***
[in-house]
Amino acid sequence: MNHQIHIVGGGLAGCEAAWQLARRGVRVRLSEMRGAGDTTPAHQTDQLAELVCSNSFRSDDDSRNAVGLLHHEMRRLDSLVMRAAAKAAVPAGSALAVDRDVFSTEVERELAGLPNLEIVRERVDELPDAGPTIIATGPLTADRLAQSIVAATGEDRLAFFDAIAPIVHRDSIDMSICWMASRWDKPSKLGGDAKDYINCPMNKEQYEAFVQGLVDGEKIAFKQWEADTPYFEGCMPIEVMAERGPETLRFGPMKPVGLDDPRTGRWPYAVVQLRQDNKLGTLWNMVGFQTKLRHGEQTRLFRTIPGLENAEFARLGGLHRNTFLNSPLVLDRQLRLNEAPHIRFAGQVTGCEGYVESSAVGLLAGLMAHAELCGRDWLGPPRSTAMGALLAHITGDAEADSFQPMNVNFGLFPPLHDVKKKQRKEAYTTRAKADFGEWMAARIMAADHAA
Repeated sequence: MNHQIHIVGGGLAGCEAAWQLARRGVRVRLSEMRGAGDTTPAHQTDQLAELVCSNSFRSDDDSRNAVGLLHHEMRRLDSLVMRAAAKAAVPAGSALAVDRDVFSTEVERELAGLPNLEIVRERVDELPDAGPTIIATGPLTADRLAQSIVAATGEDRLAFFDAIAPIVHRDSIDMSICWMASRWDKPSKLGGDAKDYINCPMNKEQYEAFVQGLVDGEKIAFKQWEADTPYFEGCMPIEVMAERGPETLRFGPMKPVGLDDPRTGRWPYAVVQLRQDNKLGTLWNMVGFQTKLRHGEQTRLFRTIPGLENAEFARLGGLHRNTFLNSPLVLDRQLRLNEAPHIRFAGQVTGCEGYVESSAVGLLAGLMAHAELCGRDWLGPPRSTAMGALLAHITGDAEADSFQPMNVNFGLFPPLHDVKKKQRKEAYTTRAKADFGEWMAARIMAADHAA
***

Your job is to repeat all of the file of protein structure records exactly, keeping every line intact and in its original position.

[in-house]
Amino acid sequence: MNHQIHIVGGGLAGCEAAWQLARRGVRVRLSEMRGAGDTTPAHQTDQLAELVCSNSFRSDDDSRNAVGLLHHEMRRLDSLVMRAAAKAAVPAGSALAVDRDVFSTEVERELAGLPNLEIVRERVDELPDAGPTIIATGPLTADRLAQSIVAATGEDRLAFFDAIAPIVHRDSIDMSICWMASRWDKPSKLGGDAKDYINCPMNKEQYEAFVQGLVDGEKIAFKQWEADTPYFEGCMPIEVMAERGPETLRFGPMKPVGLDDPRTGRWPYAVVQLRQDNKLGTLWNMVGFQTKLRHGEQTRLFRTIPGLENAEFARLGGLHRNTFLNSPLVLDRQLRLNEAPHIRFAGQVTGCEGYVESSAVGLLAGLMAHAELCGRDWLGPPRSTAMGALLAHITGDAEADSFQPMNVNFGLFPPLHDVKKKQRKEAYTTRAKADFGEWMAARIMAADHAA
Repeated sequence: MNHQIHIVGGGLAGCEAAWQLARRGVRVRLSEMRGAGDTTPAHQTDQLAELVCSNSFRSDDDSRNAVGLLHHEMRRLDSLVMRAAAKAAVPAGSALAVDRDVFSTEVERELAGLPNLEIVRERVDELPDAGPTIIATGPLTADRLAQSIVAATGEDRLAFFDAIAPIVHRDSIDMSICWMASRWDKPSKLGGDAKDYINCPMNKEQYEAFVQGLVDGEKIAFKQWEADTPYFEGCMPIEVMAERGPETLRFGPMKPVGLDDPRTGRWPYAVVQLRQDNKLGTLWNMVGFQTKLRHGEQTRLFRTIPGLENAEFARLGGLHRNTFLNSPLVLDRQLRLNEAPHIRFAGQVTGCEGYVESSAVGLLAGLMAHAELCGRDWLGPPRSTAMGALLAHITGDAEADSFQPMNVNFGLFPPLHDVKKKQRKEAYTTRAKADFGEWMAARIMAADHAA